Does the Tim Farron heresy hunt show orthodox Christians aren't welcome in public life?
An inquisitorial tone is to be expected from the presenters on Radio 4's Today programme, but on Wednesday May 18 we had that tone of outrage reserved by the BBC for an idea which its presenters consider beyond the pale.
A Liberal Democrat spokesman was confronted with the fact that a decade ago his party leader, Tim Farron, had opposed abortion. Was this, the presenter asked, still the case and would it affect party policy?
As the Lib Dems are not famous for extending their definition of diversity to tolerating orthodox Christian beliefs on sexual matters, the answer was a foregone conclusion – no. But what was interesting was the presenter pressing for a recantation. We were duly informed that he had now recanted. Great joy ensued. Here was a man who had opposed gay marriage and abortion, but now he had got with the programme.
Under William III, parliament passed a series of Test Acts designed to bar from public life an otherwise qualified man who was not an Anglican. For 150 years Britain was an Anglican confession state, and not until the Catholic Relief Act of 1829 were Roman Catholics permitted to vote in national elections and sit in parliament.
In their original form the Test Acts allowed any non-Anglican who felt able to turn up to take communion a couple of times a year to vote – in other words, anyone who believed what their Catholic faith taught was barred, but those with looser consciences were able to squeeze in.
We now have a modern test Act.
'Are you now, or have you ever been, in favour of restricting abortion "rights" or have you opposed gay marriage?' Should you fail to recant, there will be a public roasting. Anyone familiar with Twitter will see the reaction of many progressives to orthodox Christians and it is not pleasant. At the very least, the Christian politician who holds to orthodox teaching on such matters has to be prepared to declare that whatever his or her views, they will have no influence on their conduct in office.
This Test is not required of those who promote any part of the progressives' agendas; it is taken for granted that part of their purpose in politics is to promote progressive causes. It aligns with the popular view that faith is a private matter which can be tolerated in the private sphere. There is no objective reason this should be so, it has simply become an underlying assumption of the new Test Act.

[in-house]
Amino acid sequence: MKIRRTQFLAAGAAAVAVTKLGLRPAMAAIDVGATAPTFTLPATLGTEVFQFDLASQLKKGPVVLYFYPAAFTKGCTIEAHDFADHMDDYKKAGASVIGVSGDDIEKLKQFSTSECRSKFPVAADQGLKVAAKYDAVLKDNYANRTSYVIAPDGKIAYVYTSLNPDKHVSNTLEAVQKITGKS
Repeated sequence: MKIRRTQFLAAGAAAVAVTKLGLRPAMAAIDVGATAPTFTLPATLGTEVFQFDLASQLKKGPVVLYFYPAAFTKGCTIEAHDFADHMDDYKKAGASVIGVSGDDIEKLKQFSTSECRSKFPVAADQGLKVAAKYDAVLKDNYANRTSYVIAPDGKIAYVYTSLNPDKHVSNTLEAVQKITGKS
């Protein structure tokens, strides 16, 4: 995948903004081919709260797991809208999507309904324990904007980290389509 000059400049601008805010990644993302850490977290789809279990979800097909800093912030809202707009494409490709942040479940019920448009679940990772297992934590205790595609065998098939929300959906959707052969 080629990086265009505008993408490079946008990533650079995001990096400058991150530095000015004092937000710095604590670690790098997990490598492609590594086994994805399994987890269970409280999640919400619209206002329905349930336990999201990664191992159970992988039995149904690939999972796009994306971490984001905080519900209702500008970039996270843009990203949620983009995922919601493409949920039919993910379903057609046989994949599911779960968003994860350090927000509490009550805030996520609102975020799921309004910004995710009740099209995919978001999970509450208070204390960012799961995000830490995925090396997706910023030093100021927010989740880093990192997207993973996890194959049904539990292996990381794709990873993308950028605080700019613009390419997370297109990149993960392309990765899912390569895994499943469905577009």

Are we to expect from Christians a standard different from that we ask from 'ordinary politicians'? If so, why? Why should a Christian politician be expected to check his or her beliefs at the door? My own university, which is explicitly Catholic, welcomes students of all faiths and none, asking only for mutual respect. One of our research centres is producing a handbook for the Catholic Education Service on how to combat homophobic bullying. Some have criticised it because it used, with permission, material from gay campaign group Stonewall, but that, for us, is part of a Catholic ethos. It has expertise here, and while not adopting its assumptions we can use its expertise. Should we have expected Stonewall to have left its principles at the door?
If we have reached a pass in public life where the possession of orthodox Christian views is a bar to public life, we shall exclude some of the people we most need in it – men and women whose focus is on service rather than self. Do we really want only those who are at least willing to pay lip service to a progressive agenda? Tim Farron may, or may not have changed his views, but the way in which the media, and some of his colleagues have behaved reminds one of heresy hunts. One of the comments one hears most often from voters is that politicians are opportunists, so do we want to further increase their suspicion? Do opinion polls suggest that the progressive agenda in some of these areas are popular? Or is this why there is a heresy hunt – the lingering fear that Farron's views might be shared by others?
Political life is already dominated by a narrow range of people, and the danger of group-think is obvious. The hounding of Tim Farron suggests there are those who wish to apply Test Act mentality to political life. We have recently heard much of the Benedict Option – it sounds as though Farron's persecutors would like to enforce it. That should be resisted.
John Charmley is an historian and Pro-Vice Chancellor at St Mary's University, Twickenham.